The working student life has its up and downs, pros and cons. I have been a working student for 4 different trainers, from the time I was 16 until just this past year. I have always wanted the best possible training I could get but have never had the massive amount of money that it takes to have a horse in full training and full board. The answer to that equation is a working student job. I have had different situations with each trainer that I have worked for. Everyone does it a little bit different, but most people offer full training and either board or an apartment/living. I have always had my own horse, so I’ve usually taken the boarding option. After being a working student for 8 years, I want to give you my top 4 tips to being a successful and helpful working student.
1: Become a master at time management
I have been very fortunate with the trainers I have worked for, so I say this with love, but most riders have a hard time making schedules and sticking to them. If you can keep your boss on time, they will love you. Of course, with horses you can’t always stay on an exact planned schedule but your job as a working student is to try your hardest to keep your boss on time and running smoothly. You find every spare second to be getting things done. If you’re a working student, you should always have something to do. Sweep the barn aisle, scrub buckets, bring horses in and out from turnout, make grain up for the next feeding, tack up the next horse… there’s always something that needs to be done in a barn. Always. Use time management. If you’re walking the next horse to the arena, go on and take a water bottle for your boss so you don’t have to make two trips to the ring. While you’re rinsing off a horse, go on and rinse off the wash rack while you’re at it. As soon as that bridle comes off the horse, clean it, wrap it up and put it away. If a lesson is running overtime and you can tell your boss is somewhat stuck, walk in and remind them that they have somewhere to be. Time management is key!
2: Be the most organized person in the barn
This kind of goes along with time management because if you are not organized, you won’t be able to have good time management. This can be a little tricky. Some trainers will give you full access to organizing schedules and organizing the entire barn the way you want it, while other trainers have their own way of doing things and want to stick to it. All trainers that I have worked for, I generally keep it their way for the first couple of weeks to a month and then start to make some suggestions on making everything more organized. If they are up for letting you do that, go for it. I usually attack the tack rooms first. If you have to get a horse ready in 5 minutes, you need to be able to grab everything quick and know exactly where it is. I like to have all bridle and saddle racks labeled for each horse (or rider). This is also helpful if you have more than one groom in the barn. That way if someone else has to get a horse ready and you’re busy doing something else, they will have no problems finding everything. I like to have all boots in one area, all polos in one area, saddle pads, mattes pads, girths etc etc. Everything needs a place and a label. Then I will organize the tacking up area. Again, you want to know exactly where your favorite brushes and show sheen are. I promise this will make your life so much easier. Sometimes it takes a while to complete all of this organizing. I have even gone in on my days off to get everything organized. Sometimes it takes more than one day. But it’s worth it. I promise. Get out that label maker!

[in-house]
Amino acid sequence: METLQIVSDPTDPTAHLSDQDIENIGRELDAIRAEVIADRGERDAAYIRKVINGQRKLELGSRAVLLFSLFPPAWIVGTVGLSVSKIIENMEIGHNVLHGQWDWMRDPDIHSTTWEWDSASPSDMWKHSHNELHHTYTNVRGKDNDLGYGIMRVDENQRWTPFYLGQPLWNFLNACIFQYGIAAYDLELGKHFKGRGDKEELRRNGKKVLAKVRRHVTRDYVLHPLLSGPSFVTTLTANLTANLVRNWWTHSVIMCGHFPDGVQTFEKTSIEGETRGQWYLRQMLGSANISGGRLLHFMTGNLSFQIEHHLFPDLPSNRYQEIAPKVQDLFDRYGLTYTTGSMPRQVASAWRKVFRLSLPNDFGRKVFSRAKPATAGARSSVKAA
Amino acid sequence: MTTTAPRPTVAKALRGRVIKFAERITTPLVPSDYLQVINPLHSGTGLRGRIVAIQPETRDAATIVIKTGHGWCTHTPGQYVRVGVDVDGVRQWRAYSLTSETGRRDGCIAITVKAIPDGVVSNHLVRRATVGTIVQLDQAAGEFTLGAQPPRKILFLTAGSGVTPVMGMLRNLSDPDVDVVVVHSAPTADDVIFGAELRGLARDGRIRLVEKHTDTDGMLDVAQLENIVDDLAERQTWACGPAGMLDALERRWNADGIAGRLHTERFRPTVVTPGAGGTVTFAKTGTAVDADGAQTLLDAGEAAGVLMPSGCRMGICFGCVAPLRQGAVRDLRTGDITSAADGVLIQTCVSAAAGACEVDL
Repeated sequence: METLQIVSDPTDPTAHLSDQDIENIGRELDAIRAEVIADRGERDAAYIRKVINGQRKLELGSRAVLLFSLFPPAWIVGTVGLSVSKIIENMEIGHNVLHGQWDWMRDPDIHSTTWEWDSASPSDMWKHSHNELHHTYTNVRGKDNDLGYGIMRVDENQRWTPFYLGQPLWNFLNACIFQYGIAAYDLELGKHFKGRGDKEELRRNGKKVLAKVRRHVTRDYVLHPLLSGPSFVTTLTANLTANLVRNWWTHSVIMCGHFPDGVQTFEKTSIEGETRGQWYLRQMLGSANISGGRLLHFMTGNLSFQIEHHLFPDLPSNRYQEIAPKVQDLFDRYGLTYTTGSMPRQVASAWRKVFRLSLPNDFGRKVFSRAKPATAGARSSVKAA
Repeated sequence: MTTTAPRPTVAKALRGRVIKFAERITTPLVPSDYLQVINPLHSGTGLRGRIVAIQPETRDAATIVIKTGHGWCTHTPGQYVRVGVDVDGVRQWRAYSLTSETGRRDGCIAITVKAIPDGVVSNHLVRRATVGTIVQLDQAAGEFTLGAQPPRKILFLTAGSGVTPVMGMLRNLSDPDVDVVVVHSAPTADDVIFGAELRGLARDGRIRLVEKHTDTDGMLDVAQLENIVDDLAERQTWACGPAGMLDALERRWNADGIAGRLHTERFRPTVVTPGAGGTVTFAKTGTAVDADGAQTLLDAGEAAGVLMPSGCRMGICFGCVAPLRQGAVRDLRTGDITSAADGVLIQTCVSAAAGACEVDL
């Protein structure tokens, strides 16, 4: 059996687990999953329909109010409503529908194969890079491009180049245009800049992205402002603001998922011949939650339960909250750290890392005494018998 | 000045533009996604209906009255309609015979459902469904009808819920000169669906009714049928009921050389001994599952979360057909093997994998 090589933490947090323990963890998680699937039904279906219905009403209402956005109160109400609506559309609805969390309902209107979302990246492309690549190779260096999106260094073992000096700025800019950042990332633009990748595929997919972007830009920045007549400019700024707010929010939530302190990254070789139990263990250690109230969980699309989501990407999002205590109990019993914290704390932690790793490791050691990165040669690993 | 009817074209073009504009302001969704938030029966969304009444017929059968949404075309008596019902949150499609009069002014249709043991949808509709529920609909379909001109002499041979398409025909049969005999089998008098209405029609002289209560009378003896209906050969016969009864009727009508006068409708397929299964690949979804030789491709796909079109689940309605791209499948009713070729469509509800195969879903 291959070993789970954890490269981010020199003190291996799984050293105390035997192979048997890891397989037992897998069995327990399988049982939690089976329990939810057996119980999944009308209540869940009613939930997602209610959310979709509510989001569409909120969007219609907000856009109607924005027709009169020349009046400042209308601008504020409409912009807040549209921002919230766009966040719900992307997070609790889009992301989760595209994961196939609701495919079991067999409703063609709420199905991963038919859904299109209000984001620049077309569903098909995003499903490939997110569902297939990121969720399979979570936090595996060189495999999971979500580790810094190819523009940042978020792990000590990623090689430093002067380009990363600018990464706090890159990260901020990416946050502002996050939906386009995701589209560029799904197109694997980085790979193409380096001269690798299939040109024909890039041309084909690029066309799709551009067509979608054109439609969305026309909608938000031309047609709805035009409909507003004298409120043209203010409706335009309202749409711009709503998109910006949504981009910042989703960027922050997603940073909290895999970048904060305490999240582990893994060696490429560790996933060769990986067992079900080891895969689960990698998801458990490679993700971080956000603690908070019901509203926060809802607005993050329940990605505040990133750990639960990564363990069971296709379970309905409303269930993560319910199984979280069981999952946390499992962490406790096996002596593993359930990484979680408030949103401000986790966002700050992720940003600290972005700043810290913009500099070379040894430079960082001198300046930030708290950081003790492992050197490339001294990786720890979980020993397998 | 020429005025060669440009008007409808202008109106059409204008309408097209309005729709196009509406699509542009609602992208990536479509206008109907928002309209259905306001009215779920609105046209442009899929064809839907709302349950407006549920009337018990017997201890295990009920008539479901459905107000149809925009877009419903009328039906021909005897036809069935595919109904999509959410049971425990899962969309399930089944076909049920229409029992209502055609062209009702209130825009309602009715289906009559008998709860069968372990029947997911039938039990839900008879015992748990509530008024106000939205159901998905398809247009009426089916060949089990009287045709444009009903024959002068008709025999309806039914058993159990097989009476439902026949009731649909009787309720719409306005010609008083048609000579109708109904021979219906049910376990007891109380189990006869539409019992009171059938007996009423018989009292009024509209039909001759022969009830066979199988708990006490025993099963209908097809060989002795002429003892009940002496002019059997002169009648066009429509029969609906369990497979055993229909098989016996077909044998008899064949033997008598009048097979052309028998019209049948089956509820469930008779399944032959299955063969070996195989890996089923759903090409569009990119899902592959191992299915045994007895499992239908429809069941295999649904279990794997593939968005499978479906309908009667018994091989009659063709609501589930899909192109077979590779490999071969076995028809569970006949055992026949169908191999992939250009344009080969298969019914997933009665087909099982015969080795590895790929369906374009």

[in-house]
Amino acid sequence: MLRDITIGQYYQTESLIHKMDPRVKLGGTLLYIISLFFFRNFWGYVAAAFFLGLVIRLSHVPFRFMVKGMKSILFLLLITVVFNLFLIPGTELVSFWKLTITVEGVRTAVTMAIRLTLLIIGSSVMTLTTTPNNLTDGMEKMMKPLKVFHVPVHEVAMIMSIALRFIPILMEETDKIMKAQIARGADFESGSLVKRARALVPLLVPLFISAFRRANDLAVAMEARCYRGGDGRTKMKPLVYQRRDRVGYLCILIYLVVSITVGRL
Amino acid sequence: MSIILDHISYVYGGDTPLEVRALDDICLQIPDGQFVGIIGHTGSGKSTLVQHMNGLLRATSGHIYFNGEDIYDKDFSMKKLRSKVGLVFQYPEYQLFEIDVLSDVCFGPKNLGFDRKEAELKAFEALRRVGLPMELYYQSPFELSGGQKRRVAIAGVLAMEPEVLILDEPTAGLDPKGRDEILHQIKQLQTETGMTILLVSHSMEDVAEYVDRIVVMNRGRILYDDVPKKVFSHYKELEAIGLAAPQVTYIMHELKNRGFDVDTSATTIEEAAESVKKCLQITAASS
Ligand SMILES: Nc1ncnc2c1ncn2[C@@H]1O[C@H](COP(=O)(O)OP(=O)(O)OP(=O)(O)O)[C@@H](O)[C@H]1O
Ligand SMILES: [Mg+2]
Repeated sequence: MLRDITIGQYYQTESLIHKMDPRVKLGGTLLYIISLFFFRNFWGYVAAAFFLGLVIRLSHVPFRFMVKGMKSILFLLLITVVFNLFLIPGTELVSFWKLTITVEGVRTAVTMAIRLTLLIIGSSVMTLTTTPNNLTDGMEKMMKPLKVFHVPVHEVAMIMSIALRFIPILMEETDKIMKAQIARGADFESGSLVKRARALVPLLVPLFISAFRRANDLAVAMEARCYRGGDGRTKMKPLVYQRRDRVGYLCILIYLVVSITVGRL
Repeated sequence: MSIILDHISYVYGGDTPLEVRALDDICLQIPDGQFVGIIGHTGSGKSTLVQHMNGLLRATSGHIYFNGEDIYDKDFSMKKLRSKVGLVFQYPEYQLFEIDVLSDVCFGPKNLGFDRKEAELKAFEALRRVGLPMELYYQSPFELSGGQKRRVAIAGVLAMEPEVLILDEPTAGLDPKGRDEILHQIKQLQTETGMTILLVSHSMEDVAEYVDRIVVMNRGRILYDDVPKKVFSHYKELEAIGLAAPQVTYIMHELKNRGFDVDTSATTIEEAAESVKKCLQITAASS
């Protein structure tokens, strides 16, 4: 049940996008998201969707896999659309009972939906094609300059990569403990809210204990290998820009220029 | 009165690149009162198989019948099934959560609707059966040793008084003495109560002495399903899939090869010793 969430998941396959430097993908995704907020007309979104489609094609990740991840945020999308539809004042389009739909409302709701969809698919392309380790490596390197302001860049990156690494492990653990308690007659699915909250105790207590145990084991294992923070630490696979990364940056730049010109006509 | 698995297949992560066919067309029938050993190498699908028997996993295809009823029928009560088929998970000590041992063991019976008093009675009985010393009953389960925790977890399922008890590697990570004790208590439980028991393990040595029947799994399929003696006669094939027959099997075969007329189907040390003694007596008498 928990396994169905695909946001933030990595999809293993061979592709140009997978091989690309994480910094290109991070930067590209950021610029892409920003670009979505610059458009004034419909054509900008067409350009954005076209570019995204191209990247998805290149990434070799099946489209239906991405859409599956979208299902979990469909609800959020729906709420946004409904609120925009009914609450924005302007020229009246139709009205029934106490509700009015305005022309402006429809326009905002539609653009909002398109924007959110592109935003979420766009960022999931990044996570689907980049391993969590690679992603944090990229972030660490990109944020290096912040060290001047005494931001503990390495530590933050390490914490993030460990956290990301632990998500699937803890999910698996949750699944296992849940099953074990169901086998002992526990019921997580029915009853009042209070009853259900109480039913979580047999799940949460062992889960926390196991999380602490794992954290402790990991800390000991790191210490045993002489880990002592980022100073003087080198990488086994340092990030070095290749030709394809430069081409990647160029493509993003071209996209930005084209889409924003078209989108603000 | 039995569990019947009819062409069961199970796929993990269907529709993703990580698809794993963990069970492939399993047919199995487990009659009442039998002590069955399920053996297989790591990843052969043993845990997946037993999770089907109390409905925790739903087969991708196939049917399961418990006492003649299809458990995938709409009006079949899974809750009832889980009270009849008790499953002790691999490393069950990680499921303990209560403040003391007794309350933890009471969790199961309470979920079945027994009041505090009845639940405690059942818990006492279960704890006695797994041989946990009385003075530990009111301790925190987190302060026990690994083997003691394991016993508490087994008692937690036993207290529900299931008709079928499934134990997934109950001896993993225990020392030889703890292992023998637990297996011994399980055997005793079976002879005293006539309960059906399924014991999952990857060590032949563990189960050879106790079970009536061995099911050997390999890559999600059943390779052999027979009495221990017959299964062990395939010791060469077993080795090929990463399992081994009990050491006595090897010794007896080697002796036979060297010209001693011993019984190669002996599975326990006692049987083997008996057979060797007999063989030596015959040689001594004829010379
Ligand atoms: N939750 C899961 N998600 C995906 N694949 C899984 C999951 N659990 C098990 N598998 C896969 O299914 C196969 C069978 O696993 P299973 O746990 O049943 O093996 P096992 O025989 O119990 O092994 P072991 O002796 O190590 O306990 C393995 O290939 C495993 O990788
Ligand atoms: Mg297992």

3: Don’t wait to be told to do something
This was a hard one for me to get used to. If you tell me to do something, I will do it right away. But in the beginning I was waiting to be told what to do. I learned being a working student that sometimes you have to just do things yourself. If you see a horse running in the paddock, don’t wait for someone to tell you to bring it in, just do it. If you see a dirty bridle hanging in the tack room, don’t ignore it, clean it. If the barn isle is dirty, sweep it. If the drain is clogged in the wash rack, don’t be scared to get dirty. Your jobs are endless and you need to just get it done. Jump in and get it done. Don’t wait to be told what to do. Your boss will greatly appreciate not having to micro manage.
4: Be confident in what your job is
This is where a working student job can go wrong. You need to be very clear on what is expected of you and what you are getting in return. Again, I have been blessed to work for very good people. However, as a working student, you can quickly be pushed to the back burner because you are not a “paying client” but still be working your butt off. Have a clear agreement from the beginning and your chances of this happening will be a little bit lower. Also if you live on the property, it’s very easy to be suckered into working on your days off. Refuse to let this happen. Remind them that it is your day off. Don’t feel bad about that, everybody deserves a day. I would recommend having a written agreement on what is expected of you and what you will be getting.
Working student jobs can be amazing. I owe almost all of my opportunities I have had to being a working student. If you are working for the right people that truly have your best interest in mind, it will be the best thing you have ever done. But you have to know going in that it is hard work. It’s usually very long hours and can be physically exhausting. It can be a lot of responsibility and a lot of pressure to get things done. If you are receiving living as part of your compensation, don’t expect the Ritz. But as long as you are getting good training and care for your horse in return, it could be the best thing you’ve ever done.